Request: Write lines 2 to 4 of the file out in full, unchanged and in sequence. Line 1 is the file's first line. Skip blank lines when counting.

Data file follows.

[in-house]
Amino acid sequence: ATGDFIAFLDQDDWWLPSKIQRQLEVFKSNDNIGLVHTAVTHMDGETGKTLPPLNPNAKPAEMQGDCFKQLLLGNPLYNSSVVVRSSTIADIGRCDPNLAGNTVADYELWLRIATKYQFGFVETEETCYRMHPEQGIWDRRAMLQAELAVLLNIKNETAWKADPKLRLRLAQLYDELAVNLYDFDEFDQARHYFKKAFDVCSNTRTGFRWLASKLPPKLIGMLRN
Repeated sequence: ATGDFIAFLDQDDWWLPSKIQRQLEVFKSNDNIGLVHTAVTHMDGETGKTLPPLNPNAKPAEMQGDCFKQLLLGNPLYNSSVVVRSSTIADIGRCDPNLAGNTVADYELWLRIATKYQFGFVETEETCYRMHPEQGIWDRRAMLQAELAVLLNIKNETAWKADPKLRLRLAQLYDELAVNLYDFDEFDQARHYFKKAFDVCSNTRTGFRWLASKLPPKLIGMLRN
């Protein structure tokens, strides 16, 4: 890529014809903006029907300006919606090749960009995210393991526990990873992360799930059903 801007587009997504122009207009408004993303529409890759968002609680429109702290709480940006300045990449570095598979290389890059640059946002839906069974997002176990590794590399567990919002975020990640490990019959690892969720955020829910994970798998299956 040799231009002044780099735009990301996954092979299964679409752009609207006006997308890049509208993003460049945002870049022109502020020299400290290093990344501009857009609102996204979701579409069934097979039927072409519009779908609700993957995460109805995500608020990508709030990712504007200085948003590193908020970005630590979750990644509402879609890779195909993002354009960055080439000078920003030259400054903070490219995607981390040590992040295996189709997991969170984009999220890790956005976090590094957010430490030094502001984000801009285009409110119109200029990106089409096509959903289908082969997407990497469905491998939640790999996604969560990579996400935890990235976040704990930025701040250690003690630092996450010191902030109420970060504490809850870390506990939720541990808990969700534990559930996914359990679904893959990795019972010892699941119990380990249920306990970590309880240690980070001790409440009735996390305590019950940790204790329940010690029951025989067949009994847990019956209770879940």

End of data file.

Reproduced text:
Amino acid sequence: ATGDFIAFLDQDDWWLPSKIQRQLEVFKSNDNIGLVHTAVTHMDGETGKTLPPLNPNAKPAEMQGDCFKQLLLGNPLYNSSVVVRSSTIADIGRCDPNLAGNTVADYELWLRIATKYQFGFVETEETCYRMHPEQGIWDRRAMLQAELAVLLNIKNETAWKADPKLRLRLAQLYDELAVNLYDFDEFDQARHYFKKAFDVCSNTRTGFRWLASKLPPKLIGMLRN
Repeated sequence: ATGDFIAFLDQDDWWLPSKIQRQLEVFKSNDNIGLVHTAVTHMDGETGKTLPPLNPNAKPAEMQGDCFKQLLLGNPLYNSSVVVRSSTIADIGRCDPNLAGNTVADYELWLRIATKYQFGFVETEETCYRMHPEQGIWDRRAMLQAELAVLLNIKNETAWKADPKLRLRLAQLYDELAVNLYDFDEFDQARHYFKKAFDVCSNTRTGFRWLASKLPPKLIGMLRN
């Protein structure tokens, strides 16, 4: 890529014809903006029907300006919606090749960009995210393991526990990873992360799930059903 801007587009997504122009207009408004993303529409890759968002609680429109702290709480940006300045990449570095598979290389890059640059946002839906069974997002176990590794590399567990919002975020990640490990019959690892969720955020829910994970798998299956 040799231009002044780099735009990301996954092979299964679409752009609207006006997308890049509208993003460049945002870049022109502020020299400290290093990344501009857009609102996204979701579409069934097979039927072409519009779908609700993957995460109805995500608020990508709030990712504007200085948003590193908020970005630590979750990644509402879609890779195909993002354009960055080439000078920003030259400054903070490219995607981390040590992040295996189709997991969170984009999220890790956005976090590094957010430490030094502001984000801009285009409110119109200029990106089409096509959903289908082969997407990497469905491998939640790999996604969560990579996400935890990235976040704990930025701040250690003690630092996450010191902030109420970060504490809850870390506990939720541990808990969700534990559930996914359990679904893959990795019972010892699941119990380990249920306990970590309880240690980070001790409440009735996390305590019950940790204790329940010690029951025989067949009994847990019956209770879940």